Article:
Dissolution Challenges Associated with the Surface pH of Drug Particles: Integration into Mechanistic Oral Absorption Modeling

Publication: AAPS J
Software: GastroPlus®


The present work aimed to differentiate between in vitro dissolution profiles of ibuprofen as input for GastroPlus™ and to see the impact on systemic exposure. In vitro dissolution profiles of ibuprofen obtained under low- and high-buffered dissolution media were used as input using the z-factor approach. In a second step, a customized surface pH calculator was applied to predict the surface pH of ibuprofen under these low- and high-buffered dissolution conditions. These surface pH values were adopted in GastroPlus™ and simulations were performed to predict the systemic outcome. Simulated data were compared with systemic data of ibuprofen obtained under fasted state conditions in healthy subjects. The slower dissolution rate observed when working under low-buffered conditions nicely matched with the slower dissolution rate as observed during the clinical aspiration study and was in line with the systemic exposure of the drug. Finally, a population simulation was performed to explore the impact of z-factor towards bioequivalence (BE) criteria (so-called safe space). Concerning future perspectives, the customized calculator should be developed in such a way to make it possible to predict the dissolution rate (being informed by the particle size distribution) which, in its turn, can be used as a surrogate to predict the USP2 dissolution curve. Subsequently, validation can be done by using this profile as input for PBPK platforms.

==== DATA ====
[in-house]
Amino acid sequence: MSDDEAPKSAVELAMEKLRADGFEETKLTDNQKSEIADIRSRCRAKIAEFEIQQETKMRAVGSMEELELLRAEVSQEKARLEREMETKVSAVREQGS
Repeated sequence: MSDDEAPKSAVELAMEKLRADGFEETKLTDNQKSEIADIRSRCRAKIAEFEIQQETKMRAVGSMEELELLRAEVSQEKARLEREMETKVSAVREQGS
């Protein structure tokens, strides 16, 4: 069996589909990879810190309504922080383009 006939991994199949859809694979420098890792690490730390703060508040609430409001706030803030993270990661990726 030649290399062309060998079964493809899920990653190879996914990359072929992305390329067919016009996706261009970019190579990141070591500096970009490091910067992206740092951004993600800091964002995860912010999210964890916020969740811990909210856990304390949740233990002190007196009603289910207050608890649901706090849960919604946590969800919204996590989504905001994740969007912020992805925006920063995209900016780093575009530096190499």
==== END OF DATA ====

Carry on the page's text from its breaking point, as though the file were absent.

By Bart Hens, Nidhi Seegobin, Marival Bermejo, Yasuhiro Tsume, Nicola Clear, Mark McAllister, Gregory E. Amidon & Gordon L. Amidon